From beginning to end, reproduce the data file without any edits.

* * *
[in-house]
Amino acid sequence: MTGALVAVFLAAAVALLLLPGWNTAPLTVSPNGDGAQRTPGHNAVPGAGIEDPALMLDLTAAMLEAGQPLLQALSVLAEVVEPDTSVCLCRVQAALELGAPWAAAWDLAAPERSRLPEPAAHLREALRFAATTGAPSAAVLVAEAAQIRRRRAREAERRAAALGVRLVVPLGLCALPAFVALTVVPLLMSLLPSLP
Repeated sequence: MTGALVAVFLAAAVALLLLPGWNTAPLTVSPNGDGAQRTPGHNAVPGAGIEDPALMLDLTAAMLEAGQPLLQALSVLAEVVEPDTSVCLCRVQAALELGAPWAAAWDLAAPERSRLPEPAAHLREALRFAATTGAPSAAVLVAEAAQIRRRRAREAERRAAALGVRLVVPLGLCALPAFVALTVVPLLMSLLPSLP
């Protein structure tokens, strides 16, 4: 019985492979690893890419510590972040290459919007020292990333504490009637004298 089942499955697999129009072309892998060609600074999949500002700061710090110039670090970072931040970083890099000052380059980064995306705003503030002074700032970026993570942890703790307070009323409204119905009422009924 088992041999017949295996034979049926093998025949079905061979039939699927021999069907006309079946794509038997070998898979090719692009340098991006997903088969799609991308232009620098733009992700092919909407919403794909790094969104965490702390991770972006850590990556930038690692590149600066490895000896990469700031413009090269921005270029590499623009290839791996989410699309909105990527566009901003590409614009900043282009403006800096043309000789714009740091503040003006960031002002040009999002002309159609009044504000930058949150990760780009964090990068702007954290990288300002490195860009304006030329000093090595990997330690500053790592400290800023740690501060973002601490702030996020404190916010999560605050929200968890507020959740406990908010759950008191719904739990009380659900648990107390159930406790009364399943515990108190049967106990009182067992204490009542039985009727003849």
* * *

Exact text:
[in-house]
Amino acid sequence: MTGALVAVFLAAAVALLLLPGWNTAPLTVSPNGDGAQRTPGHNAVPGAGIEDPALMLDLTAAMLEAGQPLLQALSVLAEVVEPDTSVCLCRVQAALELGAPWAAAWDLAAPERSRLPEPAAHLREALRFAATTGAPSAAVLVAEAAQIRRRRAREAERRAAALGVRLVVPLGLCALPAFVALTVVPLLMSLLPSLP
Repeated sequence: MTGALVAVFLAAAVALLLLPGWNTAPLTVSPNGDGAQRTPGHNAVPGAGIEDPALMLDLTAAMLEAGQPLLQALSVLAEVVEPDTSVCLCRVQAALELGAPWAAAWDLAAPERSRLPEPAAHLREALRFAATTGAPSAAVLVAEAAQIRRRRAREAERRAAALGVRLVVPLGLCALPAFVALTVVPLLMSLLPSLP
């Protein structure tokens, strides 16, 4: 019985492979690893890419510590972040290459919007020292990333504490009637004298 089942499955697999129009072309892998060609600074999949500002700061710090110039670090970072931040970083890099000052380059980064995306705003503030002074700032970026993570942890703790307070009323409204119905009422009924 088992041999017949295996034979049926093998025949079905061979039939699927021999069907006309079946794509038997070998898979090719692009340098991006997903088969799609991308232009620098733009992700092919909407919403794909790094969104965490702390991770972006850590990556930038690692590149600066490895000896990469700031413009090269921005270029590499623009290839791996989410699309909105990527566009901003590409614009900043282009403006800096043309000789714009740091503040003006960031002002040009999002002309159609009044504000930058949150990760780009964090990068702007954290990288300002490195860009304006030329000093090595990997330690500053790592400290800023740690501060973002601490702030996020404190916010999560605050929200968890507020959740406990908010759950008191719904739990009380659900648990107390159930406790009364399943515990108190049967106990009182067992204490009542039985009727003849």